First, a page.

Xerxes Wilson / Houma Courier
RACELAND, La. -- The Blanchards are a gay couple, married in Iowa last year, who live in Lafourche. They, along with two other gay couples, have sued the state claiming Louisiana’s refusal to recognize their marriage violates their constitutional freedoms.
The suit is among a flood of similar challenges nationwide. It was filed prior to one by four couples and the New Orleans-based Forum for Equality filed this past week.
Their goal, they say, is equal recognition for their families. The Blanchards grew up in central Lafourche and graduated from the local high school.
Driving through their Raceland subdivision past the single story, cookie cutter red brick homes, the Blanchards’ home would be difficult to distinguish from those of most bayou families. Courtney works for a Lockport shipbuilder; Nadine for a Houma oilfield fabricator.
Their focus in life is providing a home for 1-year-old Cade, who was born from Courtney’s embryo and carried by Nadine.
“She has a part in him and I have a part in him,” Courtney said as the bubbly blue-eyed blond toddler alternated between tilling their living room floor with a plastic John Deere tractor and playing games on their iPad.
Cade was baptized in the local Catholic church. Although a somewhat puzzled priest allowed Courtney to participate, her name won’t be found on the baptismal certificate.
Courtney’s name isn’t on his birth certificate either.
A 2004 amendment to the state’s constitution defines marriage exclusively as a union between members of the opposite sex.
Unmarried gay couples are denied a marriage license, and Louisiana gay couples, married elsewhere, do not enjoy the legal benefits of heterosexual couples.
Those legal benefits include the ability to file a traditional will and claim the “married” status on tax documents said Brandon Robb, of Delaney and Robb, a New Orleans-based law firm that specializes in helping gay, lesbian and transgender individuals navigate the state’s legal system.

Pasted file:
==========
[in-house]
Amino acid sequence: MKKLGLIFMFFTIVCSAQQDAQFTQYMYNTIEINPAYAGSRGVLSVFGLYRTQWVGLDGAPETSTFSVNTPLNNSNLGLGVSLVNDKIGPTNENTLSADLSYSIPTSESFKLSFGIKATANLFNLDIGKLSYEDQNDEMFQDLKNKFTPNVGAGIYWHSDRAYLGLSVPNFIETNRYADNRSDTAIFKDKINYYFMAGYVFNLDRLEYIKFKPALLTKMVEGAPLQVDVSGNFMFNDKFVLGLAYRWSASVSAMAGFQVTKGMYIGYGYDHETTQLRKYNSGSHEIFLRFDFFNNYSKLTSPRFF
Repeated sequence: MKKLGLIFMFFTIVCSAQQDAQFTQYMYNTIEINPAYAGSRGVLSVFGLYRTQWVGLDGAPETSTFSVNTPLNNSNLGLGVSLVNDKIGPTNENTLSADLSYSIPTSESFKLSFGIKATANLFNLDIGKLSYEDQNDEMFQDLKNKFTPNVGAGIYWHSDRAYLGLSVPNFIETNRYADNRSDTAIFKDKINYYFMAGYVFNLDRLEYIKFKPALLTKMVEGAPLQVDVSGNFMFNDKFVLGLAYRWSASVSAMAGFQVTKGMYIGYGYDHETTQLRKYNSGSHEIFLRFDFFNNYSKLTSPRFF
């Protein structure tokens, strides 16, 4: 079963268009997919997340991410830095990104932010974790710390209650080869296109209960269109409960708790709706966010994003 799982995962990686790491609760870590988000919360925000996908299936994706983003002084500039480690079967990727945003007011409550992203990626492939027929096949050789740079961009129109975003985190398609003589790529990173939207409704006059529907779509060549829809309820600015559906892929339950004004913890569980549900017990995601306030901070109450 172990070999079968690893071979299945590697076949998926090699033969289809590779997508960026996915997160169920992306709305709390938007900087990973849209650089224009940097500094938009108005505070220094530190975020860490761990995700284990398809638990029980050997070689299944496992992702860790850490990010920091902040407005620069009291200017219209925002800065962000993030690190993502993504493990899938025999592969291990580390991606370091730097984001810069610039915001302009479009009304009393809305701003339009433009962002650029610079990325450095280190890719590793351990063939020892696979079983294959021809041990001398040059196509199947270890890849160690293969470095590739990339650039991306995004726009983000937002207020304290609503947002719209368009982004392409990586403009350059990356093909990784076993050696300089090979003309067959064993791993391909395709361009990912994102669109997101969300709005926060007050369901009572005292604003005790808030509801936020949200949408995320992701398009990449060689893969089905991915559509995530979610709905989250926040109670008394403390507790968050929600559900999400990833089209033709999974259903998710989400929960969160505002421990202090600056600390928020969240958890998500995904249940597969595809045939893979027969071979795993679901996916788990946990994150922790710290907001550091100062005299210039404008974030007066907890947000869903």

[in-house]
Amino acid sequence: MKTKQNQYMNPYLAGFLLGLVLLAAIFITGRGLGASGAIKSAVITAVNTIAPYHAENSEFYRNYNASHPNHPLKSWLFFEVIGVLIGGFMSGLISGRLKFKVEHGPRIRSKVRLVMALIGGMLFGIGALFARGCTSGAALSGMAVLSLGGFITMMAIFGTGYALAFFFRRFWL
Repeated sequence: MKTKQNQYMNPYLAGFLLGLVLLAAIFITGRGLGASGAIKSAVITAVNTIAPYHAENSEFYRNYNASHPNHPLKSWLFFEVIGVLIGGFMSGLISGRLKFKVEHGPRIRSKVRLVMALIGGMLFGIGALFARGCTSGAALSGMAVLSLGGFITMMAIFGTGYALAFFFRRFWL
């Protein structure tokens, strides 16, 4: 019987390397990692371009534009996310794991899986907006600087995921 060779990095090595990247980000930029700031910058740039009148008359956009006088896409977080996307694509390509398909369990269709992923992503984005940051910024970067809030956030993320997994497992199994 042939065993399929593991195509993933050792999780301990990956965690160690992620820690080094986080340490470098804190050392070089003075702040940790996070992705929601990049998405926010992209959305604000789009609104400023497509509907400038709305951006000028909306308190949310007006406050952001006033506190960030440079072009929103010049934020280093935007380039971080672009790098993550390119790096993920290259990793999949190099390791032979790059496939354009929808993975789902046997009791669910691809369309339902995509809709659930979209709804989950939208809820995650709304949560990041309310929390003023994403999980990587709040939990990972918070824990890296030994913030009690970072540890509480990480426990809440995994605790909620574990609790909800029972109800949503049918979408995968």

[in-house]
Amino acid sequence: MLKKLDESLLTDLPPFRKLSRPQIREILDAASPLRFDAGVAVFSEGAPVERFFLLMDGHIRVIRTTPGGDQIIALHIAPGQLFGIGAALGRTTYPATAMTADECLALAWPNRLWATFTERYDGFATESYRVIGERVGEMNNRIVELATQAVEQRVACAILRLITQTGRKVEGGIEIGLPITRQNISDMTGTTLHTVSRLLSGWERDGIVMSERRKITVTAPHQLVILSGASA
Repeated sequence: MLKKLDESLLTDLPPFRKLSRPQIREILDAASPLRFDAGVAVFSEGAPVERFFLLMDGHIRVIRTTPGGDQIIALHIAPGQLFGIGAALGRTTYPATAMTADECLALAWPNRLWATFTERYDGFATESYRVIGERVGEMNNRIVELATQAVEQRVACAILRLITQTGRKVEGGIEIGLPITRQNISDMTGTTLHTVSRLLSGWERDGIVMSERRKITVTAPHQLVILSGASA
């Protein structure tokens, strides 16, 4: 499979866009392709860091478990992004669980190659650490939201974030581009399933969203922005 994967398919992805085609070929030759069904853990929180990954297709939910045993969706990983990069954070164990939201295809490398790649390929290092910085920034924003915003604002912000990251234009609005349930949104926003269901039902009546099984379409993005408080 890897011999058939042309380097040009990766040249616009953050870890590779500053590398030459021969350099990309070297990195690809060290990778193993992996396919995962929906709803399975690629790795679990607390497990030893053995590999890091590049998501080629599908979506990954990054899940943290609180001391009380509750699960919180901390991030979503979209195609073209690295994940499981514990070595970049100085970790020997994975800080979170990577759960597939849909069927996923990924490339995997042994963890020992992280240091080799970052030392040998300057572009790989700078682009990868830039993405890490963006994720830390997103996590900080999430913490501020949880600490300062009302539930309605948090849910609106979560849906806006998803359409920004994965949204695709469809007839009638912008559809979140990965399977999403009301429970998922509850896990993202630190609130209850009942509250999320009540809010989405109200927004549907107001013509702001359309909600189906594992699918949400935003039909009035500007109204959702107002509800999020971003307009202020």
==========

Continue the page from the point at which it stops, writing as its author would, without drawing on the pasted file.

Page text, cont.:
The Blanchards’ original suit, filed last summer, sought recognition for gay couples married elsewhere, according to filing attorney Scott Spivey of New Orleans.
Robert Welles and Garth Beauregard, an unmarried couple from New Orleans, were added upon being refused a marriage license in January in New Orleans.
The suit names state Registrar Devin George, state Revenue Secretary Tim Barfield and Health and Hospitals Secretary Kathy Kliebert as defendants. The amended complaint awaits for response from the defendants. It has been assigned to federal Judge Martin Feldman.
The suit alleges the state’s strict definition of marriage violates the due process and equal protection provisions of the 14th Amendment.
Spivey said he expects it will be heard alongside the Forum for Equality suit and noted it’s modeled after challenges in other states that have recently seen success.
On Thursday, U.S. District Court Judge Arenda Wright Allen struck down Virginia’s ban on same-sex unions, a first for the historically change-resistant South.
The day before, a judge struck down Kentucky’s refusal to recognize same-sex couples married elsewhere, but stopped short of addressing the question of gay marriages being performed in the state.
In June, the Supreme Court ruled same-sex couples must be given equal treatment in some specific situations. That set the stage for the current siege of state challenges, Robb said. In the months since, laws banning same-sex marriages were struck down in Oklahoma, Utah and Virginia.
Spivey and Robb agree that the question will likely be appealed all the way to the Supreme Court.
“It’s exciting. Everything has been positive up till now,” Courtney said. “Things could really change.”
She noted there is already evidence of that change. The health insurance provider for Nadine’s employer allows them to be on the same plan.
Co-plaintiffs in the Blanchards’ suit are Jon Robicheaux and Derek Penton. Robicheaux is from Houma and said he’s seen plenty of change on the bayou.
“It’s come a long way since I left. There is still resistance,” Robicheaux said. “It’s a slow progression. Education and generational changes will weed that out. Those ideas are going out with time.”
Courtney argued that those still resisting will be remembered in the same light as those who resisted civil rights for blacks. She added the couple feel nothing but love from their neighbors and others.
“We are accepted around here,” Courtney said. “My grandma knows, and she understands it. I would never imagine that kind of stuff.” “Our family is here. We could move away, but moving isn’t an option,” Nadine said. “This is where our home is. We shouldn’t have to leave to fully enjoy our life.”
Staff Writer Xerxes Wilson can be reached at 857-2204 or email@example.com.